In addition, better accessibility can be achieved by configuring some browser and operation system tools. This page provides information about those possibilities.
This website allows visitors to navigate using only the keyboard. Navigation works by pressing the Tab key repeatedly. Every keypress brings the focus to the next element, ie. link or a button. The element currently in focus is highlighted by a color change and a framed box around it. To activate this element (ie. “click on it”), press the Enter key.
The first 2 elements accesible by this method are hidden by default and only meant for keyboard-only users. Those are “Skip to main content”, and “Accessibility”.
“Skip to main content“ skips the header of the page and continues at the main content of the page, to avoid going through the whole header and menu on every page. “Accessibility” directs to this current help page.
Zooming in and out
With a browser
To zoom in we recommend to first use the browser built-in zoom.
All popular browsers allow zooming in and out by pressing the Ctrl (Cmd in OS X) and + or - keys. Or alternatively hold down the Ctrl key and scroll up or down with the mouse.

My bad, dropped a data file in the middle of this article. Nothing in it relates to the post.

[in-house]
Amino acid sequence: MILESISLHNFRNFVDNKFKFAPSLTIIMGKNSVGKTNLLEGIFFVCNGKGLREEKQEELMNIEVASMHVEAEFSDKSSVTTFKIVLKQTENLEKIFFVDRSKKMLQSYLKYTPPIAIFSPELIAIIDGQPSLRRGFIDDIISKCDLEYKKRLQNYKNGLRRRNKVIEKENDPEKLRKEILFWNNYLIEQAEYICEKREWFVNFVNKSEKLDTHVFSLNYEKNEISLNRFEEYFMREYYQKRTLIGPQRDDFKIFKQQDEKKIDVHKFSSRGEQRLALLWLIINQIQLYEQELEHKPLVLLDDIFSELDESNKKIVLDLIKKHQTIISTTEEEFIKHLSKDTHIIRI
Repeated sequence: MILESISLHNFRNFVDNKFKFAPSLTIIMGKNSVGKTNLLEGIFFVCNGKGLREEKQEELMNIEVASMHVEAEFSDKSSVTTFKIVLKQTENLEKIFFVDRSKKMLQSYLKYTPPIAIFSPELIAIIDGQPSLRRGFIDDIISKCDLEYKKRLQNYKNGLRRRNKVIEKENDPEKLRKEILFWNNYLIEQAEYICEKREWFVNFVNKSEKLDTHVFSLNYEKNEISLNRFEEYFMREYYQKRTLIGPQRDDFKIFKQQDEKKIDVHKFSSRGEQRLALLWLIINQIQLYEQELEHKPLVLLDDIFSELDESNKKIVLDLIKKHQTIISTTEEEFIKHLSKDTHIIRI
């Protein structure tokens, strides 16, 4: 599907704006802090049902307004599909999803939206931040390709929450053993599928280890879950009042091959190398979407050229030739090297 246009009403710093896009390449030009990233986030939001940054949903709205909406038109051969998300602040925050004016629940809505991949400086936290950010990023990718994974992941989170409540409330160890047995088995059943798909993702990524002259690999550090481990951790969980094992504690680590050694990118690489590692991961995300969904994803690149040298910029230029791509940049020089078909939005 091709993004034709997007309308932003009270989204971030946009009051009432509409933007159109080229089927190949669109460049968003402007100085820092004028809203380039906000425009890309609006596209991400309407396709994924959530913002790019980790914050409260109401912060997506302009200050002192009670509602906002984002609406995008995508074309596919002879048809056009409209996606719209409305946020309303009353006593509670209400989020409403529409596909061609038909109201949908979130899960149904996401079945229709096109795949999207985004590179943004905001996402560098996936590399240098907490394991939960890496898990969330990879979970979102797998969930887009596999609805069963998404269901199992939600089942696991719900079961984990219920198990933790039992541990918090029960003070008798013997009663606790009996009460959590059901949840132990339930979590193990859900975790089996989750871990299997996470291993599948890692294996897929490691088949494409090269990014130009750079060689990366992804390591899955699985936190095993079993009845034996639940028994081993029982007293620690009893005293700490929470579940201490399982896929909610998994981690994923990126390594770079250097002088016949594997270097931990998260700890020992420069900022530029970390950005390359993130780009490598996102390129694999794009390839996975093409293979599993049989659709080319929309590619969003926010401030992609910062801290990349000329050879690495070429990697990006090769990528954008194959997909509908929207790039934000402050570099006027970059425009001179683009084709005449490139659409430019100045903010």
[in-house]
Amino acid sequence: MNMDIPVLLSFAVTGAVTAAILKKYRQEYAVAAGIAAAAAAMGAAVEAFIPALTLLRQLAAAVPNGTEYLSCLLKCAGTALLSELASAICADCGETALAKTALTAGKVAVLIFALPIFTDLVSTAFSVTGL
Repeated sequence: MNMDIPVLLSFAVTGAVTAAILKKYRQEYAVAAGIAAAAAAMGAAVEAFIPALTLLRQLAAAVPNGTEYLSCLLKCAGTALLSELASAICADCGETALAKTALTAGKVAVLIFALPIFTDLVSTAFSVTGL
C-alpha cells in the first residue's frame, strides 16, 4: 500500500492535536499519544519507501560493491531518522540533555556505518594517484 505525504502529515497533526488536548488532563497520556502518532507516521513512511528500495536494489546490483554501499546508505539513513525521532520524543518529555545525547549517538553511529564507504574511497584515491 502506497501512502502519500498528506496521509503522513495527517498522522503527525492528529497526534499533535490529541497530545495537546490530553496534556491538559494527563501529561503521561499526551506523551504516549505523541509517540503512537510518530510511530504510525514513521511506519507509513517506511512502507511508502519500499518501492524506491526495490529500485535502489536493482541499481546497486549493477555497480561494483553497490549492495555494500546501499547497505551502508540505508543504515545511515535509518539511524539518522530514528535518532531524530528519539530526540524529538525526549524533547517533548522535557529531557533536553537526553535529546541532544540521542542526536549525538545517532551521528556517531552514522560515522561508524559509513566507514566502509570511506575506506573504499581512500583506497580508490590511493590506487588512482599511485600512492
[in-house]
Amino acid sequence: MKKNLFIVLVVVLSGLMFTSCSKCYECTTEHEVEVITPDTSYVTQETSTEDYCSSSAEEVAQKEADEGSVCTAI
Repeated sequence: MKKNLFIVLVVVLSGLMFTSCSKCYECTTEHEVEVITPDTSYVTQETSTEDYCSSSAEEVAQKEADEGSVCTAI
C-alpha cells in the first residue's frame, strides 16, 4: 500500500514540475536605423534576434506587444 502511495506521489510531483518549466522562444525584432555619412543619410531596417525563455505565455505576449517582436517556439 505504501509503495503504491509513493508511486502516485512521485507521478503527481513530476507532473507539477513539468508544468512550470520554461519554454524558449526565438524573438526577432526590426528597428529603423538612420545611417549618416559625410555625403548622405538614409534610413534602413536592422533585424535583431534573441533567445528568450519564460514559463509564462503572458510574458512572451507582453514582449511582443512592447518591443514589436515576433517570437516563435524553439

In your operating system
Windows 7 includes “Magnifier”, a program that allows zooming. Press the “Start” menu and type “Magnifier” (first letters should suffice) and press Enter. A small overlay window appears that can be moved around with the mouse and which zooms everything in it.
In Windows XP, go to Start > All Programs > Accessories > Accessibility > Magnifier.
In Apple computers, go to Apple menu > System Preferences > Accessibility (or Universal Access) > Zoom.
Using a screen reader
A screen reader is a software application that attempts to identify and interpret what is being displayed on the screen. This interpretation is then re-presented to the user with text-to-speech, sound icons, or a Braille output device.
The content of this website is created in accordance with the screen reader technical standards. For example, pictures have Alt tags, special text-based descriptions; video windows have textual descriptions about whats happening on the screen; structural elements are placed and ordered so that the order of the information read by the screen reader is logical and easy to follow.
A choice of popular screen readers: